Grace Millane, the British backpacker, died accidentally when consensual rough sex "went wrong", a court has heard.
The defence barrister for the alleged killer told jurors that Ms Millane had a history of engaging in choking during sex and had been a member of a BDSM (bondage, discipline, dominance and submission) websites.
Police said that Ms Millane, 21, had been active on BDSM dating site Whiplr an hour before meeting the defendant outside a casino in Aukland's city centre.
The defendant, 27, who cannot be named for legal reasons, met Ms Millane on a Tinder date. He says she died after she asked him to put his hands on her neck during rough sex.
He initially denied being involved in her death but later told police she died in his flat, where he "panicked" before cramming her body into a suitcase which he buried in a shallow grave in the woods.
Ron Mansfield, for the defence, told the jury: "If the couple engaged in consensual sexual activity and that went wrong, and no one intended for it to go wrong, then that is not murder.
Mr Mansfield said the trial’s focus is on “whether someone has committed a criminal wrong, not whether an individual or individuals think what they did was religiously, socially or morally wrong”.
The court heard evidence from an ex-boyfriend of the Ms Millane from Essex who said he had choked her during sex the pair used a system of safe words and signals.
"Grace would be sure to do this and I trusted that anytime it was too much for Grace she would do this. Grace and I were careful to discuss not only the physical but the psychological aspects to practicing BDSM," he said.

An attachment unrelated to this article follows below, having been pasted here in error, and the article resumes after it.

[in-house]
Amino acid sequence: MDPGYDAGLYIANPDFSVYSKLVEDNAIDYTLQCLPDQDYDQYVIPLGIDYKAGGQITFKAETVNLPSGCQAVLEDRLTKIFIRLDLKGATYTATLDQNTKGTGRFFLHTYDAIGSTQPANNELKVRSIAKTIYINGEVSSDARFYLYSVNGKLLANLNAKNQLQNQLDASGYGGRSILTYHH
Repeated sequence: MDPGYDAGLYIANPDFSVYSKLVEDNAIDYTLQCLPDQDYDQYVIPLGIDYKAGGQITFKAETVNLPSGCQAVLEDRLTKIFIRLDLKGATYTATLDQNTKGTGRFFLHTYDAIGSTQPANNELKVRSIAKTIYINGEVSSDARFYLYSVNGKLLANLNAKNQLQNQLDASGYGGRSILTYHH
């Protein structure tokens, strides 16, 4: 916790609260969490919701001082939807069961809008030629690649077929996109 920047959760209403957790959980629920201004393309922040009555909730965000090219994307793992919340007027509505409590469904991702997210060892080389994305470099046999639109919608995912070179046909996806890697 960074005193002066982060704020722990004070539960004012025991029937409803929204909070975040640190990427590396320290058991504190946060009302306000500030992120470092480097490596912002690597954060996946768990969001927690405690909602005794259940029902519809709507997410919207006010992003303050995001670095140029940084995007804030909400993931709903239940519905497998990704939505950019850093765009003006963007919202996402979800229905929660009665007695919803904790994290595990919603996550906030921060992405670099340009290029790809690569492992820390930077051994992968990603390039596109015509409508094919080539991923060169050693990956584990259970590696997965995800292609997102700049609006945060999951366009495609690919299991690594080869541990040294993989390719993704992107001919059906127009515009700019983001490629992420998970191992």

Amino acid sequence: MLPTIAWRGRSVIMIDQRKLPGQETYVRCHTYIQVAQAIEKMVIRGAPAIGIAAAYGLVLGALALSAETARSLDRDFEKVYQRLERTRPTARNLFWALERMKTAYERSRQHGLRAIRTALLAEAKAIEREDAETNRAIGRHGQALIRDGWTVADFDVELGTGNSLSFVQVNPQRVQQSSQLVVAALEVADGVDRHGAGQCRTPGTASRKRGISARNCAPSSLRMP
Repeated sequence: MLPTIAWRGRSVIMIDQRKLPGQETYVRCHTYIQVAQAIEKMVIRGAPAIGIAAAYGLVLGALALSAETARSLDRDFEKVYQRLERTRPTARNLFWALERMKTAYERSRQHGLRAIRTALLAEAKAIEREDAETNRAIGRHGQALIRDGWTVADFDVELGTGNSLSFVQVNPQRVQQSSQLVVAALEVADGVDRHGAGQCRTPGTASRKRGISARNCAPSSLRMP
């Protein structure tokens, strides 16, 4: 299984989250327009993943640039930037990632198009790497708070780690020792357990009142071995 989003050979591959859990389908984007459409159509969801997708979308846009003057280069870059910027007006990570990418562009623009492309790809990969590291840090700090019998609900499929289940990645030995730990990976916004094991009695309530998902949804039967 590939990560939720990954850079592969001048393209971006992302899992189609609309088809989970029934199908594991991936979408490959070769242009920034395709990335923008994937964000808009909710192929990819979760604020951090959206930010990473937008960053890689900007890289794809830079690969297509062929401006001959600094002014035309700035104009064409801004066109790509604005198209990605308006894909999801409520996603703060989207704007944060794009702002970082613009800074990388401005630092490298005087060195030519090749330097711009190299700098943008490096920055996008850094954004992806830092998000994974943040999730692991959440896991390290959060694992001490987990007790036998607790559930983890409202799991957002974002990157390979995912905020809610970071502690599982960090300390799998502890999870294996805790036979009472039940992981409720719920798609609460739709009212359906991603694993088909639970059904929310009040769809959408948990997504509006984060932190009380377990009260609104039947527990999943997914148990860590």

He added: “Grace and I discussed keeping hands wide and on the side of the neck, never on the front,” his statement said."
Dr Fintan Garavan, a forensic pathologist and toxicologist, told jurors Ms Millane's injuries would "favour consensual" acts as there were no signs of a struggle. He noted that alcohol could “very well” have been a contributing factor in her death.
Mr Mansfield said that "if two people are inebriated, relatively inexperienced and don't know each other too well".
Earlier in the trial forensic pathologist Dr Simon Stables told the court earlier that injuries like those found on Ms Millane’s body were "incredibly rare" and caused by “quite a bit of effort”.
The defence told the court Ms Millane had been a member of two BDSM dating sites. The accused, who had denied any previous experience with BDSM or choking, choked two other women on dates in November 2018, according to their testimony.
Earlier in the trial one of them told the court: “He had grabbed my forearms and put all the pressure on my arms so I couldn’t breathe and I couldn’t move my arms. I started kicking, trying to indicate I couldn’t breathe. I was kicking violently. He would have felt me fighting … I was terrified.”
Ms Millane, from Essex, arrived in New Zealand on 30 November after travelling in South America and matched with the accused on Tinder on the same day. They went out on a date the following evening, and CCTV footage showed them returning to his apartment.
Over the course of the trial the jury has heard that after her death in his apartment on December 1 last year, the accused watched pornography and Google searched Waitākere Ranges, where her body was found buried, and ‘hottest fire'.
It also heard the suspect took seven photographs of Ms Millane that the prosecution says were taken after she died.
In his first police interview the accused said he and Ms Millane parted company at 8pm on the night she died, before admitting in his second police interview that she died in his apartment but claiming it was accidental.